In a world where it has long been recognised that what we focus on more often than not becomes our reality, and if not our reality then the reality of those that we leave a legacy for, let us turn our attention to educational matters and the curriculum of those that teach.We are informed by reporting agencies, and witness for ourselves, the vast number of children without access to or choosing not to access education. We also see those that teach them without access to means by which to improve their personal skills to pass on their knowledge to others. Globally, it has been estimated that in order to provide every child with inclusive and equitable quality education and promote lifelong learning opportunities for all, 68.8 million teachers, or those that deliver education, will need to be identified, selected, trained, supported and empowered to deliver the aim. Collectively for Sub-Saharan Africa and Southern Asia this translates to the need for 14.6 million new teachers, or those that deliver education, to be found.The 2030 Agenda for sustainable development has rightly recognised that teachers are critical to the progress of education and learning. This raises an important question regarding what the teachers themselves are being taught, trained or qualified in. Do they need to be ‘qualified’ and if so to whose standard? A 2016 Global Monitoring Report eluded to the confusion between the perceptions of a trained teacher and that of a qualified teacher. It could be said that a trained teacher is trained or qualified in the discipline in which they are teaching and a qualified teacher is trained in the art of teaching. This difference may seem trivial, however research from the UNESCO Institute for Statistics (UIS) data base which looked at the percentage of trained teachers by education level in 2015, indicates that there may be a correlation between the holding of both qualifications; the subject being taught and being qualified as a teacher and, that this difference affects and has an impact on teaching quality. The data also indicates that the widest discrepancies occur in low and middle-income countries.According to the 2017/18 Global Education Monitoring Report, “Globally, 86% of teachers are trained at the primary level, but the proportion is lower in Southern Asia (77%), the Caribbean (70%) and Sub-Saharan Africa (62%). In Sub-Saharan Africa, even fewer teachers are trained at the pre-primary level (36%) and secondary level (45%). Strikingly, while there has been a positive trend of increased numbers of trained teachers in many countries, in others, including Eritrea, Ghana and Niger, the percentage has decreased since 2000”. There can of course be many reasons for the decrease in percentage and it would be helpful to understand the reasons for the percentage fall.In the words of Irina Bokova, the Director General of UNESCO, “There are 264 million children and youth not going to school – this is a failure that we must tackle together, because education is a shared responsibility and progress can only be sustainable throughcommon efforts”. Let us as individuals find out how we can contribute to the solving this crisis locally where we are so that collectively we can leave this valuable legacy of education for those that will follow in our footsteps.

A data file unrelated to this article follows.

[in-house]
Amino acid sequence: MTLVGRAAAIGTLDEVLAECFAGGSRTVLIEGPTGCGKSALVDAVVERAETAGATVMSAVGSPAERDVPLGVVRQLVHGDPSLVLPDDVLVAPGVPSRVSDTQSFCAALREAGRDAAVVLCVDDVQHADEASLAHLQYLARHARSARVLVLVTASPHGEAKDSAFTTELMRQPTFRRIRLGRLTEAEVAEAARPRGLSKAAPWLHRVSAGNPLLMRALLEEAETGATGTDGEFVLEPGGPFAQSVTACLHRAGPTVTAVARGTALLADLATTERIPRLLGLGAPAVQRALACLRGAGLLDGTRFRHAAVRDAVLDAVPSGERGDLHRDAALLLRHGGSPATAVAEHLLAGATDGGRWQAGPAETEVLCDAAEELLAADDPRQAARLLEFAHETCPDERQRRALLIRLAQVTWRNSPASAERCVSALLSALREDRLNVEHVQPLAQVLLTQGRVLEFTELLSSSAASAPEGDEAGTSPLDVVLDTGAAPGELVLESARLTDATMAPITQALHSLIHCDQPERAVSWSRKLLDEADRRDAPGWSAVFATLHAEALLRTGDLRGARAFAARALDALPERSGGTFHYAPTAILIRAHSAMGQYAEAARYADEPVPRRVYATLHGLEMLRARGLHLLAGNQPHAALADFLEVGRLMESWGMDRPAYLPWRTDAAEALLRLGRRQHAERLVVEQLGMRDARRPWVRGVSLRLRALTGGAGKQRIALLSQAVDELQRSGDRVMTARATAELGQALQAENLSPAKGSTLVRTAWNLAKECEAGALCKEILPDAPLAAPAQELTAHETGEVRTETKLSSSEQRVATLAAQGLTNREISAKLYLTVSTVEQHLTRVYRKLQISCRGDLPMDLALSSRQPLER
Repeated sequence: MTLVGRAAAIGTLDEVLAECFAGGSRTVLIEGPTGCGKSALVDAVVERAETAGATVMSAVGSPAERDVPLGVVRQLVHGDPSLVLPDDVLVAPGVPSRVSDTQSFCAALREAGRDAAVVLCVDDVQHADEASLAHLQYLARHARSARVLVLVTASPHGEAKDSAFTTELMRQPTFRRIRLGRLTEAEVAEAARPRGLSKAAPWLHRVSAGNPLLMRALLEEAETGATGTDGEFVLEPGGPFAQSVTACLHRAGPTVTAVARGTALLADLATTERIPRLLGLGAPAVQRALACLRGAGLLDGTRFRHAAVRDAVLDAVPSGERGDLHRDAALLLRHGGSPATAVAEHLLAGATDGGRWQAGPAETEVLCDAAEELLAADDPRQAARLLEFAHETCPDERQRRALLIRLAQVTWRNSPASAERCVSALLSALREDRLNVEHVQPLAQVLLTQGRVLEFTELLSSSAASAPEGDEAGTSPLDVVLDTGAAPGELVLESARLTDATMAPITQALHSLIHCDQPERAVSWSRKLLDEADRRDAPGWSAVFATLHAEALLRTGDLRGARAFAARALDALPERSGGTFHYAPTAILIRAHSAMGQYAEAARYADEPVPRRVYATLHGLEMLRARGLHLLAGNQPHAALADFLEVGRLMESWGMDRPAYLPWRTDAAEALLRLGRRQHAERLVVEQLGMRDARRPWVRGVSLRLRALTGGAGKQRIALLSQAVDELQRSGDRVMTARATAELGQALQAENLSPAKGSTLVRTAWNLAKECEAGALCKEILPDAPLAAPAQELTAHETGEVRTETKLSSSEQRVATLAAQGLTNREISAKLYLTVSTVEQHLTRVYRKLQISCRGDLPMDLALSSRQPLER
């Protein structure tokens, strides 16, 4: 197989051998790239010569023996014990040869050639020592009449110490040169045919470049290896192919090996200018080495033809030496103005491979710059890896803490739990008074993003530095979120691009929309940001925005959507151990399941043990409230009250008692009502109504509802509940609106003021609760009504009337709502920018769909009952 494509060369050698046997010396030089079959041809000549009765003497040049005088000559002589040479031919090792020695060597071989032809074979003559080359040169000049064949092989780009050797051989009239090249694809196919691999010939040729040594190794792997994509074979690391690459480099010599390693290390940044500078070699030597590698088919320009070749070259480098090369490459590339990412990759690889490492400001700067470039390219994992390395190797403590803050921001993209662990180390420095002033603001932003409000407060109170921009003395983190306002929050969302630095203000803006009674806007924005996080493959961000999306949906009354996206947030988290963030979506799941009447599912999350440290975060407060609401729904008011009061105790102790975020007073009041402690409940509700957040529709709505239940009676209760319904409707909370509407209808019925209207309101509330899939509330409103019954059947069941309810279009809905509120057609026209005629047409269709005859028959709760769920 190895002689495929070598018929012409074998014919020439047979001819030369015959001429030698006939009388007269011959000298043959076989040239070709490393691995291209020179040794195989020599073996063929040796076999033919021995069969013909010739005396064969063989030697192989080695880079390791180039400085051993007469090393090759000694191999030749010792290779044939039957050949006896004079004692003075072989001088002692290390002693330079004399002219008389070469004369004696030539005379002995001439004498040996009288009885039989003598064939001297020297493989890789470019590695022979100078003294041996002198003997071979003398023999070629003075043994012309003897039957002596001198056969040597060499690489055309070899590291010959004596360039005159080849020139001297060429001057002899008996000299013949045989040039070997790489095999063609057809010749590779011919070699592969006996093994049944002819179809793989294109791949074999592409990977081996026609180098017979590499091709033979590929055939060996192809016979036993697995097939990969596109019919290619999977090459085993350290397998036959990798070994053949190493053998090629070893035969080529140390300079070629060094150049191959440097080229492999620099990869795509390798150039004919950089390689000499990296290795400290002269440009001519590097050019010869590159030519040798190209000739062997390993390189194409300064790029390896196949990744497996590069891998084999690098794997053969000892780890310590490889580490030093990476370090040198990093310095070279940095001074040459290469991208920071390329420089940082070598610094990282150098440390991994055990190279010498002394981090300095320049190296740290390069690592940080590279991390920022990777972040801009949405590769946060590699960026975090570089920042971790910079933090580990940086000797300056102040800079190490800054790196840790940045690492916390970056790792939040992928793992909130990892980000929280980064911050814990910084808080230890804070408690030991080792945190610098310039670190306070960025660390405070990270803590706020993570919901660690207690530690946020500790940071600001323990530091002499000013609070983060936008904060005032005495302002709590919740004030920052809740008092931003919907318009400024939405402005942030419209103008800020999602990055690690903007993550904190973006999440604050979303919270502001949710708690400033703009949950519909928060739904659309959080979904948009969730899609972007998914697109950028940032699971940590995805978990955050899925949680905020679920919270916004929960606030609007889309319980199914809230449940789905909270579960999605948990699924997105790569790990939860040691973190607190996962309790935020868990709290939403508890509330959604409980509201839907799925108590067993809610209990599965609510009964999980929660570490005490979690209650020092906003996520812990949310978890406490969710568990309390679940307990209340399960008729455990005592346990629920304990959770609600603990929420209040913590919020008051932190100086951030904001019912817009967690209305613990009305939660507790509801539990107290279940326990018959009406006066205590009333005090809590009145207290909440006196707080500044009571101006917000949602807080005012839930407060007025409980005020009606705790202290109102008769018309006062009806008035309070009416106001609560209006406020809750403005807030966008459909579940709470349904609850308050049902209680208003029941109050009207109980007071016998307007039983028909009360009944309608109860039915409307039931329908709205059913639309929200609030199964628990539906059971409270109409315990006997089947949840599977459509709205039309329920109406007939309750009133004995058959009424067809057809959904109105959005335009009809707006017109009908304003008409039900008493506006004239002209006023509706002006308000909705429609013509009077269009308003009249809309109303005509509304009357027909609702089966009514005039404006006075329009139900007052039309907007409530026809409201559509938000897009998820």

Lesley SheppersonShepperson & Shepperson Consultants LTD
Source: Lesley Shepperson / email@example.com / www.zongonews.com